Rising cost of state’s health care tackled

It’s a topic that many try to avoid — death.


It’s a topic that many try to avoid — death.

But in the Midwestern town of La Crosse, Wisc., 96 percent of people who die have an advanced directive, a document that sets out how an individual wants to pass away.

The result: La Crosse spends less on health care for patients at the end of life than any other place in America.

Barry Taniguchi, CEO of KTA Super Stores, played a recording of the National Public Radio piece at Thursday’s Japanese Chamber of Commerce and Industry of Hawaii Economic Development Committee luncheon at ‘Imiloa Astronomy Center.

The seven minute clip, written by NPR’s Chana Joffe-Walt, explained how the town seemed to unintentionally redefine its health care by starting the conversation of how patients would like to live out their dying days.

Jeff Thompson, CEO of Gundersen Health System in La Crosse, was quoted saying “it turns out that if you allow patients to choose and direct their care, then often they choose a course that is much less expensive.”

Taniguchi told the crowd the discussion of advance directives is one he hopes to start with the community through a new board called Community First.

The board aims to identify ways in which East Hawaii can play an active role in tackling the issue of health care and its burden on state funds in Hawaii.

Taniguchi, chairman of the founding board, serves on the panel with Dr. Richard Lee-Ching, Roberta Chu from the Bank of Hawaii, and Kaiu Kimura, executive director of ‘Imiloa.

Although they’ve had only a few talk-story sessions, Taniguchi said the committee intends to meet formally and start the conversation regarding the effects of Hawaii’s current health care system with other East Hawaii residents.

“We hope Community First can serve as a way for the community to come together and identify our most important health care needs,” he said.

He laid out four points he thinks could help reshape the issue of health care costs — ending medical homelessness, ending high blood pressure, rewarding good health and ending uninformed dying.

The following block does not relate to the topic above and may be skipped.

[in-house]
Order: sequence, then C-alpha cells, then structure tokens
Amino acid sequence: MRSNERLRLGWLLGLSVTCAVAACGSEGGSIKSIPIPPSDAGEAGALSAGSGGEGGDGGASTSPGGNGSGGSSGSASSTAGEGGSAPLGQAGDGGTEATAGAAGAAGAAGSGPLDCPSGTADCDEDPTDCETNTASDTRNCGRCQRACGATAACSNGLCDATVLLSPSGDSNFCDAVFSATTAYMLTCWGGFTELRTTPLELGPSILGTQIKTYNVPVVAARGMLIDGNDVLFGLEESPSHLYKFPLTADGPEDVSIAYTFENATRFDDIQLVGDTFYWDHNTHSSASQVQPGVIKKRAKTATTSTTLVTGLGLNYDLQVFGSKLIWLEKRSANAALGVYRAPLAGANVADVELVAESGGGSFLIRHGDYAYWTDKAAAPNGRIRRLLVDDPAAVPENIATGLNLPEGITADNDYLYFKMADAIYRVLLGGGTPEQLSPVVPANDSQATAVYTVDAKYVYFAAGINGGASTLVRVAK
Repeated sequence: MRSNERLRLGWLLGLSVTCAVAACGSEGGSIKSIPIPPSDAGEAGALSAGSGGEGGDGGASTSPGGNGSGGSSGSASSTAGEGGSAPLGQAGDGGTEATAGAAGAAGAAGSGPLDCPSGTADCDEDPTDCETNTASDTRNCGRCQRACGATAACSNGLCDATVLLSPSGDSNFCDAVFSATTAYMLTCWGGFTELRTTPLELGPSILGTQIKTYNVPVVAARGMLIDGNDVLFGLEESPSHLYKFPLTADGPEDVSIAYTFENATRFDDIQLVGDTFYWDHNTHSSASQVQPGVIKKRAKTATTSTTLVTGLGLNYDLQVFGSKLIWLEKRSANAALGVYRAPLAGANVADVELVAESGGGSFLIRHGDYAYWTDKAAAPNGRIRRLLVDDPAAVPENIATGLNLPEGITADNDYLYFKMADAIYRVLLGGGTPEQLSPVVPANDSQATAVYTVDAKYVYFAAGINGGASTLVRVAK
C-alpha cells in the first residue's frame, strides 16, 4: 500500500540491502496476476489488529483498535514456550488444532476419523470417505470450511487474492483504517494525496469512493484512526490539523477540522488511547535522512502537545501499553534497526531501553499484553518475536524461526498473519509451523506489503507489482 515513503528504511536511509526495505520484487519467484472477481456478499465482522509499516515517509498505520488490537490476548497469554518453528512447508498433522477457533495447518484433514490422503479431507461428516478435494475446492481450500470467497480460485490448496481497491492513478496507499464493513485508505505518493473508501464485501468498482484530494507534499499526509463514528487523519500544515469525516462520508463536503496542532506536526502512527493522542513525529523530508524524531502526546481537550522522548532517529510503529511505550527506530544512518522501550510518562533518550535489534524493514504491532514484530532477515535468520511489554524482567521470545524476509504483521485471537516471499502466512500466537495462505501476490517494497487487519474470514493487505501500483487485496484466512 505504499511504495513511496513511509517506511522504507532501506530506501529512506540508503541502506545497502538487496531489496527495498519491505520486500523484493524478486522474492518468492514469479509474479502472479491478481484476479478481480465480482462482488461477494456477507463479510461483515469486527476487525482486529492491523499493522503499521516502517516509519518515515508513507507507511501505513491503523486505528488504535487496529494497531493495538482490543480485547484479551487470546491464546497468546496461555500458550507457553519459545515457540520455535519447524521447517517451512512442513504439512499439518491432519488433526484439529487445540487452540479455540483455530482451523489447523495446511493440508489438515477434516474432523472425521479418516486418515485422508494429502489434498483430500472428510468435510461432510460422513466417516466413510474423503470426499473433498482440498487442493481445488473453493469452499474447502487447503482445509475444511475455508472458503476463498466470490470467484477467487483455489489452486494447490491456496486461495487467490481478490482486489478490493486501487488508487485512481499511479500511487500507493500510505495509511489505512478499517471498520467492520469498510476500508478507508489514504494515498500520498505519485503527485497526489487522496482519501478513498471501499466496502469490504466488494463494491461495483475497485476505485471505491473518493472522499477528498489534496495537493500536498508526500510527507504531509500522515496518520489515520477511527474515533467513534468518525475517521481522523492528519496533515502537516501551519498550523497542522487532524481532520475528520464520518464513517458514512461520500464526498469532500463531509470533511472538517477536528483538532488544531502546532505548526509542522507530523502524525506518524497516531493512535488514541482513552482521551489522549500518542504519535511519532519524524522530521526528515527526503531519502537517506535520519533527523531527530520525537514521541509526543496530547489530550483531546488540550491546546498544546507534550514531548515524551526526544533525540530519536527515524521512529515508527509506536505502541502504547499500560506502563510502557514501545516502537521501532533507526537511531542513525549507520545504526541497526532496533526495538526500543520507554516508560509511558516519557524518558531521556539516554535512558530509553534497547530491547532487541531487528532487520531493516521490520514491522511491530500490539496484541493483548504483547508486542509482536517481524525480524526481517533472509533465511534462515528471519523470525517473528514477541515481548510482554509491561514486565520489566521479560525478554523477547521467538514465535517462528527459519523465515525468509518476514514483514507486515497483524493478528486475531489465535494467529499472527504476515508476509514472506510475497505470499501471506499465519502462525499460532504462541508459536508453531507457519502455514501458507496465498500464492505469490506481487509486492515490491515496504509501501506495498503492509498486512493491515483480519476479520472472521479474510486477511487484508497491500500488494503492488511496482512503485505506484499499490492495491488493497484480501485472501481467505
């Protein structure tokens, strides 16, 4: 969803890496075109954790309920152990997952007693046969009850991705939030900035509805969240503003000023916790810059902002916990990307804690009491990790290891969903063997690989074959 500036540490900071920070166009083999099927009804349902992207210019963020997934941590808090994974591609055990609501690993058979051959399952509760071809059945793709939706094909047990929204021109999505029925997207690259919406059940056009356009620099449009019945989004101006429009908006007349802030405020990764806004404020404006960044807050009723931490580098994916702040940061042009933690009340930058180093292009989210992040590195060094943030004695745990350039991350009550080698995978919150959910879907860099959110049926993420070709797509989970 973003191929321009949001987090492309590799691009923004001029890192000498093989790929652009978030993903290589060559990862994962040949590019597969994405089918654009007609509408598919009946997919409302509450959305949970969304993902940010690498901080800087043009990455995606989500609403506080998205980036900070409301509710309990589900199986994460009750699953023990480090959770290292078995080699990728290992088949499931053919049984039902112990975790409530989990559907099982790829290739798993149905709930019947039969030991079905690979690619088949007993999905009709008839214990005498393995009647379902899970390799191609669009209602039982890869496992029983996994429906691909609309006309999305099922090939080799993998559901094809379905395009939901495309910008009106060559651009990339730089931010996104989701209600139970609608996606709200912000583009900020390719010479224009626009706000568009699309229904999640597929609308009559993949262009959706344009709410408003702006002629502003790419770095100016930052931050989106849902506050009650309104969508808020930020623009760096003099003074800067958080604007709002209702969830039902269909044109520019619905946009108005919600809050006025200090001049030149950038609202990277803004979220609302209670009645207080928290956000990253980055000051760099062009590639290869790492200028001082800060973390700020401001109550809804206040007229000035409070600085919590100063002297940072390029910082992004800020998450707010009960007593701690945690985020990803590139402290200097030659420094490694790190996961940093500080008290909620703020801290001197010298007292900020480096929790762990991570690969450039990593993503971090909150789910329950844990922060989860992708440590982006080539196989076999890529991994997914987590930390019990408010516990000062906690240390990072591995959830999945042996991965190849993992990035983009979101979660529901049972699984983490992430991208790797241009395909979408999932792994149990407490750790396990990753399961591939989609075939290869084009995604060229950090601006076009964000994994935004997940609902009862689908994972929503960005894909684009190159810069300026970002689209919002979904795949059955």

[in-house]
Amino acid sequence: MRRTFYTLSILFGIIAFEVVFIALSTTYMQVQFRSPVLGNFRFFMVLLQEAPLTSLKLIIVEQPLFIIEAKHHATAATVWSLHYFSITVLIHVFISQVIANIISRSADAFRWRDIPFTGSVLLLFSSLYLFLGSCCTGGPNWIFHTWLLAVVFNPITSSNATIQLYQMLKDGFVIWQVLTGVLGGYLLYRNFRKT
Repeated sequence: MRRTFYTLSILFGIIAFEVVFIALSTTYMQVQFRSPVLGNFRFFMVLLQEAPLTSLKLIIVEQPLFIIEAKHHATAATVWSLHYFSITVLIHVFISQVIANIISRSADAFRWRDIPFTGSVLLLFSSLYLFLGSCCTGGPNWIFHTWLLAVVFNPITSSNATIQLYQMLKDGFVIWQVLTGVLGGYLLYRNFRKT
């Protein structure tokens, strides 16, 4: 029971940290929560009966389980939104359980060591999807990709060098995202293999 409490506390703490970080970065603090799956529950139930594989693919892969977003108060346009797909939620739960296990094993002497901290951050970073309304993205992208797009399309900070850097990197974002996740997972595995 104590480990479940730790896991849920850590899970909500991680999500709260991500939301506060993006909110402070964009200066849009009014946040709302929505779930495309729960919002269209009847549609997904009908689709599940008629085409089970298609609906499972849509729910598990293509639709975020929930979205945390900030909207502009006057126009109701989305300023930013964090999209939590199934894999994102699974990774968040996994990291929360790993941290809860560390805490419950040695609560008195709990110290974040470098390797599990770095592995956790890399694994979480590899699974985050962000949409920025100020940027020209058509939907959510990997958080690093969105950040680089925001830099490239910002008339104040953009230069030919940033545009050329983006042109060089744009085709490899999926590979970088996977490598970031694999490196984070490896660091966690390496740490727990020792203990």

Taniguchi was one of three speakers at “The Crisis of Cost in Healthcare” event.

Luis Salaveria, representing the state Department of Budget and Finance, and Mike Sayama with IDEAS Health, also spoke about various issues relating to health care locally, statewide and nationally.

Sayama started his presentation with a warning, saying not addressing government spending on health care is an unwise option.

“It will drive the deficit. It will eat everything up,” he said.

Pointing to a slide about the cost of dying, Sayama noted the cost of provided care 7.4 months before dying causes health care costs to spike.

“The question is what’s the value of spending this money the last few months of life. If it creates a meaningful life and improves the quality of life, then I think we would all say that it is worth it,” he said. “But if it doesn’t, and we wonder why did we do that then wonder if that’s what the person really wanted, then that’s an area that the community has to address. It’s a sensitive area.”

Salaveria said health care is a threat to the state’s fiscal health because of unfunded and unsustainable obligations.

He suggested Hawaii look to build a new paradigm and way of thinking about health care.

“We need to be real about what the future entails for us,” he said. “We can no longer kick the can down the road, which is what we’ve been doing for a very long time. This is actually one of the areas that is very important for the state about going forward…


“The new paradigm is going from the bottom up. Let’s manage our employees’ health versus our employees’ benefits… .”

Email Megan Moseley at mmoseley@hawaiitribune-herald.com

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